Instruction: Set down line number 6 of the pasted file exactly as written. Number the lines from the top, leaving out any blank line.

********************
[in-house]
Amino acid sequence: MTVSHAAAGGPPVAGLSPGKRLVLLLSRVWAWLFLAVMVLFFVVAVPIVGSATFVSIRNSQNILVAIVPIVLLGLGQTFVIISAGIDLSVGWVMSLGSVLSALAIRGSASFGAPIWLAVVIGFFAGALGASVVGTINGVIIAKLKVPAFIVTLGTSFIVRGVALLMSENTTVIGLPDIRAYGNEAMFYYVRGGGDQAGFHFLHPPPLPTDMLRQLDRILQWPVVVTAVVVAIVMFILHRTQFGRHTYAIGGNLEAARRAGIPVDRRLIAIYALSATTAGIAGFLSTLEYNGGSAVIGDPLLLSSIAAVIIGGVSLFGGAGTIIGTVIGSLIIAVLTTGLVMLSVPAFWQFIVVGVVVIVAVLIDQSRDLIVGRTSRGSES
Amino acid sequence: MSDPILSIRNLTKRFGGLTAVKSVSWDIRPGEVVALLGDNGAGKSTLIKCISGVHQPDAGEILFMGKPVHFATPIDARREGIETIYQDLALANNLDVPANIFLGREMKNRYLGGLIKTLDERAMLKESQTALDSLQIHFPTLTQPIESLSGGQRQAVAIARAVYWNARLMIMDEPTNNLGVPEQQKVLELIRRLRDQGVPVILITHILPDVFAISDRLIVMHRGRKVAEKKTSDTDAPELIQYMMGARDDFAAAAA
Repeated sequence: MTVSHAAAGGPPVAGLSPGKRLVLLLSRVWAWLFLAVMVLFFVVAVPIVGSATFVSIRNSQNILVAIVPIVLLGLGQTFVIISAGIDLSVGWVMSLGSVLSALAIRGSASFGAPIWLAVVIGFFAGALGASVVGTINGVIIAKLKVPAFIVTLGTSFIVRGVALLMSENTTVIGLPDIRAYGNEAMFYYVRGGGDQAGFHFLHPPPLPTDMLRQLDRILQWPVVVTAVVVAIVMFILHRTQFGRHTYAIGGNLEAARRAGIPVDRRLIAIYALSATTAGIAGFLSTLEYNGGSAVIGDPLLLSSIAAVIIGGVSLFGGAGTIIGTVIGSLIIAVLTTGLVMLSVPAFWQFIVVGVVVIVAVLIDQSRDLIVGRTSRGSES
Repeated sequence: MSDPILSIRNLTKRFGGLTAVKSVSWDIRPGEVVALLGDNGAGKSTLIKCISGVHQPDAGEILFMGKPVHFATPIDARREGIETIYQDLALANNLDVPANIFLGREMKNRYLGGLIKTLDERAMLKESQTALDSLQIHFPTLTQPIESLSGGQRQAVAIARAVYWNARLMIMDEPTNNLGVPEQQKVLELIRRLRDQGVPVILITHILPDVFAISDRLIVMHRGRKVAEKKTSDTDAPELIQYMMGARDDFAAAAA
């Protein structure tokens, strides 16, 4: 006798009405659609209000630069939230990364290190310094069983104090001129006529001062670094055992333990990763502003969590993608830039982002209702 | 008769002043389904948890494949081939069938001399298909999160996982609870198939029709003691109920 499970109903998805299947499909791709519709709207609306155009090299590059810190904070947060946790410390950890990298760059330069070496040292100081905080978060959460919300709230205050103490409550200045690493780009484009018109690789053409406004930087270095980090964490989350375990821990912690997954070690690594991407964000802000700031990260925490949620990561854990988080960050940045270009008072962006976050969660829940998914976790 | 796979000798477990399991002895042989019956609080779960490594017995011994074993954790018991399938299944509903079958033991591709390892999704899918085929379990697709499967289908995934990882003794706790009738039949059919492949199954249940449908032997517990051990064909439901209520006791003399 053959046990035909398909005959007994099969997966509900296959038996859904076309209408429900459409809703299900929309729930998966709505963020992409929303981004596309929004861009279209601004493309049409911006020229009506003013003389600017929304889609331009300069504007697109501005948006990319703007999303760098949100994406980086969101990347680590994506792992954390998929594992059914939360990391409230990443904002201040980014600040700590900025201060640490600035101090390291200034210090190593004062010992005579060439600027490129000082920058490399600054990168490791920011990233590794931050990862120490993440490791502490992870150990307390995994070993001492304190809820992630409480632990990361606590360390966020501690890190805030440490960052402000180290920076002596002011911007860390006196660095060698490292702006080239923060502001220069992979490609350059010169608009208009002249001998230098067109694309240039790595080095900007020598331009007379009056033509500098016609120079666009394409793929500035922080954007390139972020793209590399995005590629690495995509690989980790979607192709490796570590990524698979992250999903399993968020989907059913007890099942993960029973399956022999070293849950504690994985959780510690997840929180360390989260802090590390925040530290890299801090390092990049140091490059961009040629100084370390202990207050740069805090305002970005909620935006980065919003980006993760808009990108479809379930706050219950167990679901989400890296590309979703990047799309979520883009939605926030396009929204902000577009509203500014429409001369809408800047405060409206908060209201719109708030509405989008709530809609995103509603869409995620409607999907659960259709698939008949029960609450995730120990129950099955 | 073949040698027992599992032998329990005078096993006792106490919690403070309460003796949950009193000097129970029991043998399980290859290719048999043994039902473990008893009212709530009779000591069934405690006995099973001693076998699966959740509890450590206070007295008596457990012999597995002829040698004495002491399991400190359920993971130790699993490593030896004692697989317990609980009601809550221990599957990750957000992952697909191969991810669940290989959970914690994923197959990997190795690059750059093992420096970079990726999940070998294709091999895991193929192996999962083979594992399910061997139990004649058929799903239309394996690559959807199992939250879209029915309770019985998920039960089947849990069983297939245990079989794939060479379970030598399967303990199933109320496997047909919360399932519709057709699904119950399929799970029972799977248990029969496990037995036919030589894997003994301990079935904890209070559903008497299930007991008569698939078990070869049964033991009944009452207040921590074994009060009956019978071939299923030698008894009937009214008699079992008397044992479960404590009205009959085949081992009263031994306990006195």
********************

């Protein structure tokens, strides 16, 4: 006798009405659609209000630069939230990364290190310094069983104090001129006529001062670094055992333990990763502003969590993608830039982002209702 | 008769002043389904948890494949081939069938001399298909999160996982609870198939029709003691109920 499970109903998805299947499909791709519709709207609306155009090299590059810190904070947060946790410390950890990298760059330069070496040292100081905080978060959460919300709230205050103490409550200045690493780009484009018109690789053409406004930087270095980090964490989350375990821990912690997954070690690594991407964000802000700031990260925490949620990561854990988080960050940045270009008072962006976050969660829940998914976790 | 796979000798477990399991002895042989019956609080779960490594017995011994074993954790018991399938299944509903079958033991591709390892999704899918085929379990697709499967289908995934990882003794706790009738039949059919492949199954249940449908032997517990051990064909439901209520006791003399 053959046990035909398909005959007994099969997966509900296959038996859904076309209408429900459409809703299900929309729930998966709505963020992409929303981004596309929004861009279209601004493309049409911006020229009506003013003389600017929304889609331009300069504007697109501005948006990319703007999303760098949100994406980086969101990347680590994506792992954390998929594992059914939360990391409230990443904002201040980014600040700590900025201060640490600035101090390291200034210090190593004062010992005579060439600027490129000082920058490399600054990168490791920011990233590794931050990862120490993440490791502490992870150990307390995994070993001492304190809820992630409480632990990361606590360390966020501690890190805030440490960052402000180290920076002596002011911007860390006196660095060698490292702006080239923060502001220069992979490609350059010169608009208009002249001998230098067109694309240039790595080095900007020598331009007379009056033509500098016609120079666009394409793929500035922080954007390139972020793209590399995005590629690495995509690989980790979607192709490796570590990524698979992250999903399993968020989907059913007890099942993960029973399956022999070293849950504690994985959780510690997840929180360390989260802090590390925040530290890299801090390092990049140091490059961009040629100084370390202990207050740069805090305002970005909620935006980065919003980006993760808009990108479809379930706050219950167990679901989400890296590309979703990047799309979520883009939605926030396009929204902000577009509203500014429409001369809408800047405060409206908060209201719109708030509405989008709530809609995103509603869409995620409607999907659960259709698939008949029960609450995730120990129950099955 | 073949040698027992599992032998329990005078096993006792106490919690403070309460003796949950009193000097129970029991043998399980290859290719048999043994039902473990008893009212709530009779000591069934405690006995099973001693076998699966959740509890450590206070007295008596457990012999597995002829040698004495002491399991400190359920993971130790699993490593030896004692697989317990609980009601809550221990599957990750957000992952697909191969991810669940290989959970914690994923197959990997190795690059750059093992420096970079990726999940070998294709091999895991193929192996999962083979594992399910061997139990004649058929799903239309394996690559959807199992939250879209029915309770019985998920039960089947849990069983297939245990079989794939060479379970030598399967303990199933109320496997047909919360399932519709057709699904119950399929799970029972799977248990029969496990037995036919030589894997003994301990079935904890209070559903008497299930007991008569698939078990070869049964033991009944009452207040921590074994009060009956019978071939299923030698008894009937009214008699079992008397044992479960404590009205009959085949081992009263031994306990006195």